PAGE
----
As I write this, the Association of Hawaiian Civic Clubs are in the middle of their first-ever electronic convention. If you were at the opening of the convention you know how I feel about that; however, that is not what I am writing about.
A young member that I know – and when I say “young” I mean in their early 30s – resigned as a committee chair saying they did not have the time. This person volunteers at their church, has a demanding job, used to sit on a board of directors for a nonprofit, and recently got married.
In 2016, at the annual convention for the Association of Hawaiian Civic Clubs in Las Vegas, I was asked to be a speaker on the last day of the convention as a “young” member who had grown up in the Civic Club movement; I was 47 at the time.
I started my speech with a few historical facts. It had been 29 years since the convention was held at the Plaza Hotel; my father was the president at the time, he was 47. Three months later he died.
I could count on one hand how many members of a civic club were my age and had been active with a club for more than five years. If I was “young” there was something wrong. My next statement shocked everyone. We, the Association of Hawaiian Civic Clubs, had allowed an entire generation to slip by without engaging them. We had failed.
What does this have to do with my earlier story?
There is a whole new generation that is now getting engaged with the association and it’s great. Young people taking an interest in civics, and not just politics. Here is where the two stories intersect. When I was a kid, both my parents worked demanding jobs to put three children through private school. I did not find out until recently that my father worked a second job at night that I never knew about.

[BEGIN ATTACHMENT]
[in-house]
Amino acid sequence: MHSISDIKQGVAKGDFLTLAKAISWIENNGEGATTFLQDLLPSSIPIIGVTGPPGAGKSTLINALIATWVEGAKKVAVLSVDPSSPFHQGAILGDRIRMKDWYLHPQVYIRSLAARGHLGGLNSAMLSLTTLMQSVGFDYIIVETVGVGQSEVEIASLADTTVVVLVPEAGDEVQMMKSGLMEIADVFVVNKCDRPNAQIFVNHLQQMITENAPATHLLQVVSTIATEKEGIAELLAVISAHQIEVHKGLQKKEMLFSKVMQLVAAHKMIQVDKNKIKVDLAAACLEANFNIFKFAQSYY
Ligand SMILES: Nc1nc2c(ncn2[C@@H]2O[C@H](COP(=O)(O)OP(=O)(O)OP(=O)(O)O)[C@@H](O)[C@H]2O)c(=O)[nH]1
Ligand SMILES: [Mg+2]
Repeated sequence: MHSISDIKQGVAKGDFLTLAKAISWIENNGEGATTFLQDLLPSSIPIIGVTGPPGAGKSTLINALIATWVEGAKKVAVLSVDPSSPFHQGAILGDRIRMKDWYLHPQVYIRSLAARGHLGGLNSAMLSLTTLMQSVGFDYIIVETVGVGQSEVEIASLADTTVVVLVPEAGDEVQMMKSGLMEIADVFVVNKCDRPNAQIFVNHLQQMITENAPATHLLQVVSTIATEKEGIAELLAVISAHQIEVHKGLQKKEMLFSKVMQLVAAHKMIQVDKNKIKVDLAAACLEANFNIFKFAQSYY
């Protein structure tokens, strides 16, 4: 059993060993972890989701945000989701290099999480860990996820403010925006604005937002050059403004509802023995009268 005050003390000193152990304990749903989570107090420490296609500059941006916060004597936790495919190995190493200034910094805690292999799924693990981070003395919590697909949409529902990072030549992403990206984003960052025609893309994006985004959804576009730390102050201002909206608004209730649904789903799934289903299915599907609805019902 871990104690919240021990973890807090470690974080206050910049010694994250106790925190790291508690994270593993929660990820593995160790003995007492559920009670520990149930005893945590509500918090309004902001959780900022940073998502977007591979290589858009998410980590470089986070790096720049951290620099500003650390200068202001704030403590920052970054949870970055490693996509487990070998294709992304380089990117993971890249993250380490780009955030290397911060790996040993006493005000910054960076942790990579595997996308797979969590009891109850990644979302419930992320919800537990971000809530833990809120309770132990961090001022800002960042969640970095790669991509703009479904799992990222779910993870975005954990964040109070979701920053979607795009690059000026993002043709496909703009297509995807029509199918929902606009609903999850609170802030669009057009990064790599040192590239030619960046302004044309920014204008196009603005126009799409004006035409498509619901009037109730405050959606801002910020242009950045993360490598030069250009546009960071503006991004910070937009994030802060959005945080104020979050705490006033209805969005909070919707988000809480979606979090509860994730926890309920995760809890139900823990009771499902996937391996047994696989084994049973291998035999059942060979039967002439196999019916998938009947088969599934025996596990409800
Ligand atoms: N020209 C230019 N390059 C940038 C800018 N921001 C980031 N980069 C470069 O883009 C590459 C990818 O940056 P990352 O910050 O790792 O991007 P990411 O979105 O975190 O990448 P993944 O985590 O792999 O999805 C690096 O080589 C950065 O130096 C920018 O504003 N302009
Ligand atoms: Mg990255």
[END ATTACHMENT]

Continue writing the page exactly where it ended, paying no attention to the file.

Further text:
My parents were both active at church, with the King Kamehameha Day celebration parade and commission, the Aloha Festivals Parade, and the Prince Kūhiō Day parade. My father coached my older brother’s sports, was an amateur radio operator, and an amateur electronics enthusiast (he built our first remote controlled television as well as all of his transmission equipment).
My mother was active with the Kamehameha Schools Alumni Association and is still a class representative. They were both very active in the Association of Hawaiian Civic Clubs, holding leadership positions from club president, various council positions and association committees, and eventually association president. All while ensuring their three kids got to practices, games, photo shoots, pageants, and what ever else we were doing.
I cannot recall any moment in my childhood when my parents said they didn’t have time.
Millennials and Generation Z were all born into the digital age. They were multi-tasking before they were in school. Yet when it comes to work, life and community involvement, that does not seem to apply. The story I started with is one that I have heard many times.
Kamehameha Schools talks about servant leadership. The Association of Hawaiian Civic Clubs talks about engaging nā ʻōpio. If we truly want the next generation to be servant leaders and carry us into the next century, we need to also teach them to be more committed. “I don’t have time” should not be in their vocabulary. If things are important, we always have time. I guess the question really is, what’s important: not having time, or making time?